Silence, Truth, Time, Perpetuity LO2857
Sun, 17 Sep 1995 09:51:08 -0400

I see four recent themes connecting: the use of silence in meetings,
Warfield/Peirce on knowledge and truth, and the influence of time-frames
on thought and behavior in organizations, and organizational

Is shared silence, as in a Quaker meeting, a point of access to a timeless

On Tue, 29 Aug 1995, JOHN N. WARFIELD wrote:

> A variety of contributions to this list have collectively spurred me to
> bring up a topic that I will call "knowledge versus belief".
> Closely allied with this are questions related to "truth".
> I propose to you that knowledge is depersonalized belief. Further that
> by depersonalizing belief to get the concept of knowledge, we replace a
> genuine concept--belief--with an artificial concept--knowledge.
> I propose to you further that truth is depersonalized conviction.
> Further that truth is inevitable belief, where there is no time limit on
> the inevitability.

With no time limit on the inevitability, truth, like beauty, is a timeless
conversation--to which shared silence may be one point of access.

Eliot says somewhere in the Four Quartets that "only through time time is
conquered," and that "to apprehend the intersection of the timeless with
time is an occupation for the saint." Perhaps it an occupation for all of
us. Short-term time frames in business and elsewhere are not about to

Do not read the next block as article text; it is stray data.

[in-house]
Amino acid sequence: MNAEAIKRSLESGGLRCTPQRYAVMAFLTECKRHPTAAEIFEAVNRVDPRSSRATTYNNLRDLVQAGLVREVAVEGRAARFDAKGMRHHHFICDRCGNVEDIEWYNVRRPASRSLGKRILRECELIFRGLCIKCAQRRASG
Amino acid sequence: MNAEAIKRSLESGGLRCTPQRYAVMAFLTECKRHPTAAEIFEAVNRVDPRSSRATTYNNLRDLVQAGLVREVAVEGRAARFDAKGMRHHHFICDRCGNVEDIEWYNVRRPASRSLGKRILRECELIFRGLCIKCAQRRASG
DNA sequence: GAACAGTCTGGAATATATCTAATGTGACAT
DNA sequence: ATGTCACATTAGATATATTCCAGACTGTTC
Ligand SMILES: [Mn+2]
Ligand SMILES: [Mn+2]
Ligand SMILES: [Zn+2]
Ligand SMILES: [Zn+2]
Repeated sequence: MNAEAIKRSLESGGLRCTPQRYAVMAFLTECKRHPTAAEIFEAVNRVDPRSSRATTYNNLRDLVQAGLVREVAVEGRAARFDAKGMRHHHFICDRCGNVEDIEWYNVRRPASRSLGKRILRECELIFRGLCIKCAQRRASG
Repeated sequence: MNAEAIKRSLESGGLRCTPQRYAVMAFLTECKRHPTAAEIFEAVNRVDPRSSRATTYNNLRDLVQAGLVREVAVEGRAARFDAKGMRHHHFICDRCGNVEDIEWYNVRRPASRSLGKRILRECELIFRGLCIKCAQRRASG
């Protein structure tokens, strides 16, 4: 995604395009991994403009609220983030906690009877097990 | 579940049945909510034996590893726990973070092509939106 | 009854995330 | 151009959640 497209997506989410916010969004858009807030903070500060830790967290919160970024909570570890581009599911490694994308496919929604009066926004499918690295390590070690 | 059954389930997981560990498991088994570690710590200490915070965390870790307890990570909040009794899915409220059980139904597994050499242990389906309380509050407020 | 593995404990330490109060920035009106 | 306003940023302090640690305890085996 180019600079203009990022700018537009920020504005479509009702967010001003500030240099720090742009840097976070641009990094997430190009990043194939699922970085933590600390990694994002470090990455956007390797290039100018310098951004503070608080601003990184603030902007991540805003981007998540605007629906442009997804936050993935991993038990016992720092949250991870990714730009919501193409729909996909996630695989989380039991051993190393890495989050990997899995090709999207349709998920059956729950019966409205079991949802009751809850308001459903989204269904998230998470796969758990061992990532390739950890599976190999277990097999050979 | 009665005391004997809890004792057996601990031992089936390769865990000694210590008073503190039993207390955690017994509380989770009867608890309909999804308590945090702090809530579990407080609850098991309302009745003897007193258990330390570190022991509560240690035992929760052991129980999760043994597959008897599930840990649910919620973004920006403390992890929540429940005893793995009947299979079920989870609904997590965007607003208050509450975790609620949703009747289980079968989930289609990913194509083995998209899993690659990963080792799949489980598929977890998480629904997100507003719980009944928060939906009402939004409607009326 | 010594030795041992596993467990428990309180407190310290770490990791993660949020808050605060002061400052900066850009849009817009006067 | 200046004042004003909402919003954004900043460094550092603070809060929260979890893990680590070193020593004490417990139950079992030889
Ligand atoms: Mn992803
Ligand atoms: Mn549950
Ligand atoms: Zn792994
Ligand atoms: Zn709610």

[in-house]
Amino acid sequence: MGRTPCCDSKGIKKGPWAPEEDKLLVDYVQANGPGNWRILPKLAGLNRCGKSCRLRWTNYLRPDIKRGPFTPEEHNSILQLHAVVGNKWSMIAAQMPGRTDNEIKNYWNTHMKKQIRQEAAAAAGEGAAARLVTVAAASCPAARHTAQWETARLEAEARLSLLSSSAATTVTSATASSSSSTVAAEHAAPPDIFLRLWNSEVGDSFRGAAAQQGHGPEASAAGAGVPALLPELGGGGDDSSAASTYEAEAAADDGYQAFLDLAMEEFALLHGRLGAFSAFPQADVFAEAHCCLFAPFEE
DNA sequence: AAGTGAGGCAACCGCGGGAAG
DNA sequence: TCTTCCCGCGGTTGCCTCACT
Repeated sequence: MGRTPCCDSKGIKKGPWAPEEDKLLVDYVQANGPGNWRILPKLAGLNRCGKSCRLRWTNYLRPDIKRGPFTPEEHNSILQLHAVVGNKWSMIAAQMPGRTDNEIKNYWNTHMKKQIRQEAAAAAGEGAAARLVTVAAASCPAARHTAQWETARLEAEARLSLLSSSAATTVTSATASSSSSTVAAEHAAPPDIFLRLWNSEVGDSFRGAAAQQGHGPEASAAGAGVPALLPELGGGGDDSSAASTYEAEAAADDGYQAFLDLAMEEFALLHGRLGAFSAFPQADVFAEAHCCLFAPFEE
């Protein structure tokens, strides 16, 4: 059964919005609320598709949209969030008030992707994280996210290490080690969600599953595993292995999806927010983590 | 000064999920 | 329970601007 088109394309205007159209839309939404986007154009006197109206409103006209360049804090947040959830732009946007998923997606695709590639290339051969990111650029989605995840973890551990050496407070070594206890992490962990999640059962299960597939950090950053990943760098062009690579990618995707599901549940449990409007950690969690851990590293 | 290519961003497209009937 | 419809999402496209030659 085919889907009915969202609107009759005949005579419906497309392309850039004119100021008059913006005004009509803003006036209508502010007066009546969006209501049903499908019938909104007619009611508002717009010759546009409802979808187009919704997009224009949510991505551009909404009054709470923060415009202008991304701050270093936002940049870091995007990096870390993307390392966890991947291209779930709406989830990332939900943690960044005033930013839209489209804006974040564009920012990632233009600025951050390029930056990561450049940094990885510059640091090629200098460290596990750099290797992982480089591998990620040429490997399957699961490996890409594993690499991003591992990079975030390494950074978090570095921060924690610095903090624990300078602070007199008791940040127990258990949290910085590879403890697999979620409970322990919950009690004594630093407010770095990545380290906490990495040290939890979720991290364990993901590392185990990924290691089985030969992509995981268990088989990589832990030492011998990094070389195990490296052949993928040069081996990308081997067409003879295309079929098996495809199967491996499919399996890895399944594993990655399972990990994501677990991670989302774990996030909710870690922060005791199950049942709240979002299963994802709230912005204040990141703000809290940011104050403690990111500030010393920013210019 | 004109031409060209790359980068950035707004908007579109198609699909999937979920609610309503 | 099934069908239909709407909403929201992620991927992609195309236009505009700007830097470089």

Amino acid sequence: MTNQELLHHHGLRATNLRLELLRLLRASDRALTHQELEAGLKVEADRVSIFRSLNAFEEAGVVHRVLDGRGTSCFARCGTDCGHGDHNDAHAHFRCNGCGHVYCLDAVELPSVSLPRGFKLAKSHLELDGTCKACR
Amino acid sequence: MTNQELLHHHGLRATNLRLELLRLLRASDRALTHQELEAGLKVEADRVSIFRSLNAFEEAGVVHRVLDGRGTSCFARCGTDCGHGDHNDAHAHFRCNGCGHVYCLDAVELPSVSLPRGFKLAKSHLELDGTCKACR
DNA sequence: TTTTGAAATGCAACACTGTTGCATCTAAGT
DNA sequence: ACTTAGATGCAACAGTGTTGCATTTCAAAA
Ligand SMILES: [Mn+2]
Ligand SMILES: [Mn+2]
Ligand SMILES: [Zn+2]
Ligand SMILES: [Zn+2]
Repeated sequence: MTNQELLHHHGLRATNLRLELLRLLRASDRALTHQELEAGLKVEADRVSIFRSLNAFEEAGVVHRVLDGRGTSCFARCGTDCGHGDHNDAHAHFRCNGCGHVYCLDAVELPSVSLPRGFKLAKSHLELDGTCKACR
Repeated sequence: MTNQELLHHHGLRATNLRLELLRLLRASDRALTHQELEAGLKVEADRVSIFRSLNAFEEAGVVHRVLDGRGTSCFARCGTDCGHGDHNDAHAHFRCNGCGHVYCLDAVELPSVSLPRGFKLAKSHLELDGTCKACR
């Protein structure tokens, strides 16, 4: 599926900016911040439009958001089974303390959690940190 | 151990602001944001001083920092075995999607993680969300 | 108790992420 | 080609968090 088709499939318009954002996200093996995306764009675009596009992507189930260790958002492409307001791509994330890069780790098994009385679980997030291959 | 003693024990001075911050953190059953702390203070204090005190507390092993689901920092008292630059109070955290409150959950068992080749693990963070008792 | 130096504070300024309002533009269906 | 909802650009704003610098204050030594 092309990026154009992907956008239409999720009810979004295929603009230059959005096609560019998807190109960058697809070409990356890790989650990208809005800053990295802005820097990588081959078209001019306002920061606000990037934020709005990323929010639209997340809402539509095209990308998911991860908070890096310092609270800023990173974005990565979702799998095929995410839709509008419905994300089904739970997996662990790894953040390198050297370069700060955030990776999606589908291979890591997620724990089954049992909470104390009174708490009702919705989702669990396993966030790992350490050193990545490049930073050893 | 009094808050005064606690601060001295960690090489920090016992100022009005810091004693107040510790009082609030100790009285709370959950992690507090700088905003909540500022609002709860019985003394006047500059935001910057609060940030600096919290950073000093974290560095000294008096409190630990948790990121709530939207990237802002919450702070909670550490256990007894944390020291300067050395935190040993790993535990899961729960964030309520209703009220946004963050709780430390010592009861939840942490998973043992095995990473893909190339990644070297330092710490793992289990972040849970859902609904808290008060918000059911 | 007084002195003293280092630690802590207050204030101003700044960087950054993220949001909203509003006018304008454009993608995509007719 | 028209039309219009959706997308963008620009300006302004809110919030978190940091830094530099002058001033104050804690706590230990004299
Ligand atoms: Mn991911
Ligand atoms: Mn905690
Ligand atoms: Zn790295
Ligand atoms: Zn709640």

disappear. What is the possibility of apprehending the intersection of
our short-term (quarterly, for instance) conversations with our timeless
conversations? This seems to me to be one way of saying what we are up to
on this list. We seem to share a passion for bringing timeless wisdom
into pragmatic experimentation with the issues of our time.

If truth is inevitable belief, with no time limit on the inevitability, we
can imagine grounding ourselves in real futures which are not given and
driven by history. Fritz calls it "creative tension"--the idea that our
envisioned future can be real, influential, the ground of our current way
of being. We are a future for each other and for our planet--which
enables us to be clear-sighted about current reality without resignation
and despair.

(If anything will stop us, it will be undistinguished resignation and
despair. It's difficult to confront--in others, in oneself. Sooner or
later, any dialogue worth the name will bring us face to face with our own
resignation: the point at which I will stop without even realizing that I
have stopped.)

Michael McMaster said recently:

>The title of the book is "Survival, Growth and Perpetuity". That is,
>a company is about all of these things. The message is that to exist
>in perpetuity, which is the ideal proposed, the company must provide
>value to customers, shareholders and community. The book is a
>rigorous outline for what it takes for such an occurrence.

>The point is that vision and mission are not a part of this book.
>What, then is the leaders role? It is to provide *philosophy*.

"Perpetuity" is a timeless conversation, as is community. The leaders'
role, our role is to provide *philosophy*. What is the generative
question for our time? What is the question which will frame the
discourse for the futures we envision? What is the question which will
give coherence to our thinking and our praxis? Is there a question which
the inventors of dialogue--from Socrates to Buber and Friere and
Bohm--have been asking themselves, asking us?

(Brief intro: I have been designing and leading "learning teams" for
career exploration and work search, using dialogue, mental models, team
learning, some systems thinking. It works.)

Larry Hanawalt
Industrial Services Program (Massachusetts)